|Fall 2017||Astronomy 241||M,W,F 10:30 — 11:20|
ASTR 241 is a rigorous, calculus-based introduction to Solar System astrophysics. In this course, basic concepts of classical mechanics, thermodynamics, and modern physics are used to understand the structure and evolution of the Solar System. Our Solar System was the original proving ground for much of Newtonian dynamics, and it provides many opportunities to use physics on a grand scale. In addition to introducing the study of the Solar System, ASTR 241 presents wide-ranging applications of basic physics and an preview of numerical techniques. ASTR 241 is the first course in the astrophysics major.
|8/21||8/23||8/25||Preliminaries||Linear and circular motion. Dimensional analysis. Significant figures. Differential equations & numerical solutions.|
|8/28||8/30||9/01||Solar System Orientation||Sun, planets, dwarf planets, asteroids, comets, dust, solar wind. Formation scenario. Other solar systems. Kepler's laws.||8.1, 2.3 — 2.5|
|9/06||9/08||Deriving Kepler's Laws||Mechanics & gravity. One-body problem and solution.||3.1|
|9/11||9/13||9/15||Orbital Motion||Bound and unbound orbits. Conservation laws. Orbit calculation.||3.2 — 3.4|
|9/18||9/20||9/22||Hydrostatic Equilibrium||Gas pressure. Isothermal atmospheres. Scale height. Convection.||9.2|
|9/25||9/27||9/29||Thermal Equilibrium||Thermal radiation. Solar flux. Temperature equilibrium. Greenhouse effect. Escape of atmosphere.||8.2|
|10/02||10/04||10/06||REVIEW & MIDTERM|
|10/09||10/11||10/13||Terrestrial Planets||Internal structure. Heat production & transport. Magnetic fields. Impacts, volcanism, erosion, plate tectonics.||9.1, 9.4, 9.5, 10.1|
|10/16||10/18||10/20||Giant Planets||Gas giants & ice giants. Phases of Hydrogen. Gas sphere model. Internal structure. Heat flow.||10.2.1, 10.2.3|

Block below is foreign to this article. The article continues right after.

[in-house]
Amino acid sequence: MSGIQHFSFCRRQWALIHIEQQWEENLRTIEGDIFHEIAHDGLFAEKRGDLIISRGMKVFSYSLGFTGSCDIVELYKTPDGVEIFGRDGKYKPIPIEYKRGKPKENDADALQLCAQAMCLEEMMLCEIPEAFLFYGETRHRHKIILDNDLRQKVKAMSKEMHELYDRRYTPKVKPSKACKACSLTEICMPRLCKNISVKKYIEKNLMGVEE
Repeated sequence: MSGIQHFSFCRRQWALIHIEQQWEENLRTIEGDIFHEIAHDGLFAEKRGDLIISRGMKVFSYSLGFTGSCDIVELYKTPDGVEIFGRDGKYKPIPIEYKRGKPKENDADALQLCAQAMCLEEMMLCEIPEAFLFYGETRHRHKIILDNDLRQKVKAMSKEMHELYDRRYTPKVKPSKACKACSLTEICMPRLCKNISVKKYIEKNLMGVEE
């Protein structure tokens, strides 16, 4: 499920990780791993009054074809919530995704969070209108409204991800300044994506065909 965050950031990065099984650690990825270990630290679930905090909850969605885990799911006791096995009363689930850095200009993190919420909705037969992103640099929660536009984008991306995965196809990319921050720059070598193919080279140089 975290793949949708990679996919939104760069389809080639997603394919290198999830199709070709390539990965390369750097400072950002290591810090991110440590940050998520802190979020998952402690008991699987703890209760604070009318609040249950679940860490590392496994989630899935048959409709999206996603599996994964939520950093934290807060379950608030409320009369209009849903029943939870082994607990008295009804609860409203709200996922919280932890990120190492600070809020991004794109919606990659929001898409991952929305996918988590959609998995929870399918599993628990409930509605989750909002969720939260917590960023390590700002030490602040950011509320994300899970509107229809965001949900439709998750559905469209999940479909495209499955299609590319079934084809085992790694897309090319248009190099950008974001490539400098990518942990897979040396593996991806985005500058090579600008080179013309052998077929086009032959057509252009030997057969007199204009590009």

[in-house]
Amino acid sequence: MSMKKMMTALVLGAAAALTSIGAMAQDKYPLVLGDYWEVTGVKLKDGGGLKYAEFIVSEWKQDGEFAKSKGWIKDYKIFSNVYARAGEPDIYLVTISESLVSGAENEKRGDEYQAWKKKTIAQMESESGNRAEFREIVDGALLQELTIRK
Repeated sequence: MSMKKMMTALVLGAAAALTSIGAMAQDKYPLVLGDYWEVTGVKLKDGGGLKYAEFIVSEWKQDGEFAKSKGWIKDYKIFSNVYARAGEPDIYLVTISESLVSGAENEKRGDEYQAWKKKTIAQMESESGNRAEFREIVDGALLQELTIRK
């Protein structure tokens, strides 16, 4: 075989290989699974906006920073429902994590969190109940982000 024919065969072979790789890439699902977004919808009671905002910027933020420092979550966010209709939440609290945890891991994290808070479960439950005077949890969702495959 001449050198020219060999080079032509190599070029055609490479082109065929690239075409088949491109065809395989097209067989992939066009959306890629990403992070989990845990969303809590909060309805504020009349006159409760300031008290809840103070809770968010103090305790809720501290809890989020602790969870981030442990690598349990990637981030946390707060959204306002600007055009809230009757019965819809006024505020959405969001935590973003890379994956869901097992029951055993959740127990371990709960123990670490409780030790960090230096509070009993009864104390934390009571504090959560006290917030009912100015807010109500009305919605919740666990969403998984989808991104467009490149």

|10/23||10/25||10/27||Earth, Moon, and Sun||Earth-Moon system. Tidal forces. Response of oceans. Synchronous rotation. Precession of Moon's orbit.||4.1, 4.2, 4.4, 4.5|
|10/30||11/01||11/03||Satellites and Rings||Satellites of giant planets. Roche & Hill radii. Resonances. Tidal heating. Nature of rings. Resonant structure of rings.||10.2.2, 4.3, 10.3|
|11/06||11/08||Small Bodies||Asteroids and KBOs. Structure of belts. Orbital families. Comets. Sublimation physics. Tail dynamics.||11.1, 11.2, 11.3, 11.4|
|11/13||11/15||11/17||REVIEW & MIDTERM|
|11/20||11/22||The Sun. I||Solar structure. Physical state of interior. Homogenious model; Kelvin-Helmholtz timescale. Particles & reactions. Hydrogen burning.||5.1, 5.2, 15.2, 15.3|
|11/27||11/29||12/01||The Sun. II||Wave-particle duality. Tunneling. Energy transport mechanisms. Structure of the Sun.||15.1, 15.4|
Friday class sessions will usually be devoted to classroom discussion, with an emphasis on problem-solving. To motivate the discussion, a problem set will be distributed at the start of the week. These problem sets will be reviewed by students working in small groups and by the class as a whole. The objective is to make sure that everybody knows how to solve the assigned problems.
Written solutions to the problems will be due the following Wednesday (bold dates in syllabus) at the start of class. Late work must be handed in by Friday, and will receive 70% credit. Work will be graded and returned to the class on Monday.
There will be two midterm exams, on 10/06 and 11/17. Review classes will be given before each exam. The final exam will be given from 9:45 to 11:45 on 12/11 in Wat. 114. The final is cumulative.
In-class participation, problem sets, midterms, and the final are worth 15%, 30%, 25%, and 30%, respectively. You must take the final to receive a passing grade.
This course introduces the Solar System as an arena for physics, and teaches students to solve Solar System problems by applying basic physical laws. ASTR 241 students will be able to calculate orbital trajectories, evaluate surface temperatures for planets without and with greenhouse atmospheres, apply hydrostatic equilibrium to the atmospheres and interiors of planets and the Sun, estimate the physical consequences of interactions and collisions between Solar System objects, explain how the Sun mantains its luminosity over billions of years, and discuss mechanisms which transport energy throughout the solar system. Students will also be introduced to simple numerical techniques.
This course aligns with a number of UH Manoa's Institutional Learning Objectives, including: objective 1a (general understanding of the Universe), objectives 2a (critical and creative thinking, problem solving, mathematical reasoning) and 2c (collaborative work with peers), and objectives 3a (intellectual curiosity) and 3c (respect for resources).
Research experience is critical for anybody contemplating a career in astrophysics. We will schedule an afternoon/evening meeting for all Astrophysics and Astronomy majors to present a selection of possible research projects.
Joshua E. Barnes
(barnes at hawaii.edu)
Updated: 20 August 2017